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Don't Cry For Me Argentina: Currency Crises and Financial Integration

(University of San Francisco Research Colloquia) Permanent link   All Posts

*When: May 12, Thu, 11:45 AM - 12:45 PM
*Where: MH 230

Title: Don't Cry For Me Argentina: Currency Crises and Financial Integration
Abstract:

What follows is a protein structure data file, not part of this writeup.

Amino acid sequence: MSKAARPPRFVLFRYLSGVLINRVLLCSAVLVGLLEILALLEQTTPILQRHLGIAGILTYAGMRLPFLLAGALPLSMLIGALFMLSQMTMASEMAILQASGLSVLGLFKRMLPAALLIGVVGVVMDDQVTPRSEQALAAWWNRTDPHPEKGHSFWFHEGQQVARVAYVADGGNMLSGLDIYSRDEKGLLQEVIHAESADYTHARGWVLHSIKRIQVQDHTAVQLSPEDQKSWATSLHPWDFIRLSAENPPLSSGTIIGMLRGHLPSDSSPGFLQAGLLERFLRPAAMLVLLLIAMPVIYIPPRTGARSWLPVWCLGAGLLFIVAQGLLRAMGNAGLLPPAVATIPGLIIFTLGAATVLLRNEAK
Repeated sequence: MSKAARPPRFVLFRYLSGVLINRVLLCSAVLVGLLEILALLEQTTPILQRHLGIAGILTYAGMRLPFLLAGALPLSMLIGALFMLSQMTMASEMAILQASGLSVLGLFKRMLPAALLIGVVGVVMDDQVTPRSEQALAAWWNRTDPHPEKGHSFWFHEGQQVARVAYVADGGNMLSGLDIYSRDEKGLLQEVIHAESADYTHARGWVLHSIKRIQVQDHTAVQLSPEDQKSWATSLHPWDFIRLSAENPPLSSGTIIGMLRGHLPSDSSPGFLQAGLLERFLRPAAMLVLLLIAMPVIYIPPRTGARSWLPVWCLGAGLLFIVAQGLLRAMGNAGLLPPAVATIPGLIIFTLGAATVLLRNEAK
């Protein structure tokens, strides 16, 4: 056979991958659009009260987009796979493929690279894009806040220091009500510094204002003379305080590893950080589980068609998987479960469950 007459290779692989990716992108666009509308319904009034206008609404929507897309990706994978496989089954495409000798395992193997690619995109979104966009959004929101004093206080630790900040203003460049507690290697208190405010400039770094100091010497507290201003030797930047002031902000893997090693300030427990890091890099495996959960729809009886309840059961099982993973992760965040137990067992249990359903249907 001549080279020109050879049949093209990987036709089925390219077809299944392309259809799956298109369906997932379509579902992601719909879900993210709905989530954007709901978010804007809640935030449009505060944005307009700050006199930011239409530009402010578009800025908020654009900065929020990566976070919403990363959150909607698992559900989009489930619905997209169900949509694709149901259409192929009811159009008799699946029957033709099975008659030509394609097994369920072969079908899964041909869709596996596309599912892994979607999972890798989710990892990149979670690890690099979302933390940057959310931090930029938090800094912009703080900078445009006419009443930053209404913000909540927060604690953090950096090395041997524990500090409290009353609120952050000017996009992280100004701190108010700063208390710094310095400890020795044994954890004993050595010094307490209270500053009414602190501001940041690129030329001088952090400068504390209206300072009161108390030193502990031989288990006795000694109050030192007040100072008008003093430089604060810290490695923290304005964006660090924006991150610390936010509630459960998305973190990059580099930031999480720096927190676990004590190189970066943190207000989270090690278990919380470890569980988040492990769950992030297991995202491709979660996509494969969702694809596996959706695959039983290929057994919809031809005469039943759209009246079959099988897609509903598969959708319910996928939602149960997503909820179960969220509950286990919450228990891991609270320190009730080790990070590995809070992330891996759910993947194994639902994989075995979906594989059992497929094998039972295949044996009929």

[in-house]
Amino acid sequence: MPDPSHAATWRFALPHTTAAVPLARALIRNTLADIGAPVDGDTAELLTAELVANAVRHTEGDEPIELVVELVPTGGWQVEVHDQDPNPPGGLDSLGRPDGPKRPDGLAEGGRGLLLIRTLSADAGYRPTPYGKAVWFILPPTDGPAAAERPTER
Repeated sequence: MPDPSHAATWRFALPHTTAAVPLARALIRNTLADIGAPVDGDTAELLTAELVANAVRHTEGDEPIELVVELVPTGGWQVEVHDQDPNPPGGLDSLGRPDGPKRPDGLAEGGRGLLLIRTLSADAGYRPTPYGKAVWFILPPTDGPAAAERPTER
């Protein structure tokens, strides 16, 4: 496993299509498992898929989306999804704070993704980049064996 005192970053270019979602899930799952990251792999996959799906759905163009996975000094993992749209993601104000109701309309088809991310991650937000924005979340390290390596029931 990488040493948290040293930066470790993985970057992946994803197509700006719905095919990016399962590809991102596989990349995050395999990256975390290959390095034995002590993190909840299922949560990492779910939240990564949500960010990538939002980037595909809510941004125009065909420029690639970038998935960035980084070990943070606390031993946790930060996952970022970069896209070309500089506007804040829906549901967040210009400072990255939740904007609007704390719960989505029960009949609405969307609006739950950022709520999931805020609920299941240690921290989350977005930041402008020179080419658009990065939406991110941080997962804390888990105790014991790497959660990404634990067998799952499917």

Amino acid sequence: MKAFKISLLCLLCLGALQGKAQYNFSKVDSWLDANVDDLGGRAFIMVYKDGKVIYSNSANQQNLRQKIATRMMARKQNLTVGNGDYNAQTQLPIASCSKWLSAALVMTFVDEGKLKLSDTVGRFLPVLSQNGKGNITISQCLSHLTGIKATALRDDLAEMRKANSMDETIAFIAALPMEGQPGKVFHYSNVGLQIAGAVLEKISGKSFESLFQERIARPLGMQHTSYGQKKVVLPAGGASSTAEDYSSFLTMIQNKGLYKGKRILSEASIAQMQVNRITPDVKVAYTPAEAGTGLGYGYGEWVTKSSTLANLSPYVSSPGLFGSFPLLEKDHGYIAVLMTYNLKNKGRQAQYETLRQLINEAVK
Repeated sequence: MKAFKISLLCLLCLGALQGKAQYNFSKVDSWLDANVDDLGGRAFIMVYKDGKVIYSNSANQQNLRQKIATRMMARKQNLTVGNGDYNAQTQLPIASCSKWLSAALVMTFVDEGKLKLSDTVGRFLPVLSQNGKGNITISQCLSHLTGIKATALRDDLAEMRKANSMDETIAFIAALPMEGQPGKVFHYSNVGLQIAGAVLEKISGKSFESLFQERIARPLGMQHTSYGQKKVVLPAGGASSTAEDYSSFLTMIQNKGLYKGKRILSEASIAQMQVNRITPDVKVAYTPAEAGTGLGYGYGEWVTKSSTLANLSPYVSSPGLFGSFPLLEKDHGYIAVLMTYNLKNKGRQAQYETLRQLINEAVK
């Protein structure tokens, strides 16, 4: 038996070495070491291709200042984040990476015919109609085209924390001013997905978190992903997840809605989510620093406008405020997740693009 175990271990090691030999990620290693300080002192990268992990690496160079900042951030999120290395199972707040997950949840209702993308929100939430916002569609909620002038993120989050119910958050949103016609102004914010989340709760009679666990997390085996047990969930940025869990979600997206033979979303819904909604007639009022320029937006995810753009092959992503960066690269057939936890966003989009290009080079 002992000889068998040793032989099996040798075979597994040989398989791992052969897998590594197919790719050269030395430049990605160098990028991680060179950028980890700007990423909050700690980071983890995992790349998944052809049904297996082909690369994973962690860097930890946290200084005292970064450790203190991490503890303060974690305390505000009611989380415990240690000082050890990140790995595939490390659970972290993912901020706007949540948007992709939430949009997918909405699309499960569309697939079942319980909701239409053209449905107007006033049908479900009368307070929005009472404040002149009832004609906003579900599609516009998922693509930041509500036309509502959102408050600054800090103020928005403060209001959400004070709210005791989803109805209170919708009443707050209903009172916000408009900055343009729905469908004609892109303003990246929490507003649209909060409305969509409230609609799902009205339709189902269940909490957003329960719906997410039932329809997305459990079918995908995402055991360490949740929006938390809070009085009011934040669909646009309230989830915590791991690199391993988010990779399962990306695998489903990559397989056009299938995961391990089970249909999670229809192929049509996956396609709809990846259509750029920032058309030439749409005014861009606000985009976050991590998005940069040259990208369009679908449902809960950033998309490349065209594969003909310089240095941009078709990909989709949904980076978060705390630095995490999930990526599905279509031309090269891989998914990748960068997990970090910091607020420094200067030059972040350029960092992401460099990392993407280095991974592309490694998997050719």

This paper examines the impact of monetary policy and exchange rate regimes, and crises, on the country risk of Argentina’s stock market. We employ a time-varying beta model of country risk to infer how Argentina’s country risk was impacted by currency and financial changes as well as financial integration over the period 1980–2008. Argentina represents a unique case study as an emerging market with a long data series that includes multiple exchange rate regimes (floating, fixed, floating), monetary policy regimes (hyperinflation, currency board, rising inflation) along with a significant currency and financial crisis between the fixed to flexible exchange rate regimes. This crisis, which involved a failed currency board, debt repudiation, and financial expropriation, occurs early enough in the dataset for us to investigate its impact on the country risk of Argentina’s stock market. This paper thus provides an opportunity to investigate the economic factors affecting Argentina’s county risk both pre- and post- financial integration and pre- and post-financial crisis. Our results suggest that Argentina’s decision to move to a fixed exchange rate (a currency board) resulted in a significant, and expected, change in the economic variables that determined its country risk. This change is consistent with the timing of full financial integration for Argentina found in Goldberg and Delgado(2001). The later collapse of Argentina’s currency board, with it’s attendant financial crisis, produce a significant reversion in the economic variables impacting Argentina’s country risk. Our results suggest that Argentina’s exchange rate, the main factor pre-financial integration, resurfaces as an important determinant of changing country risk after the currency and financial crisis of 2001. 



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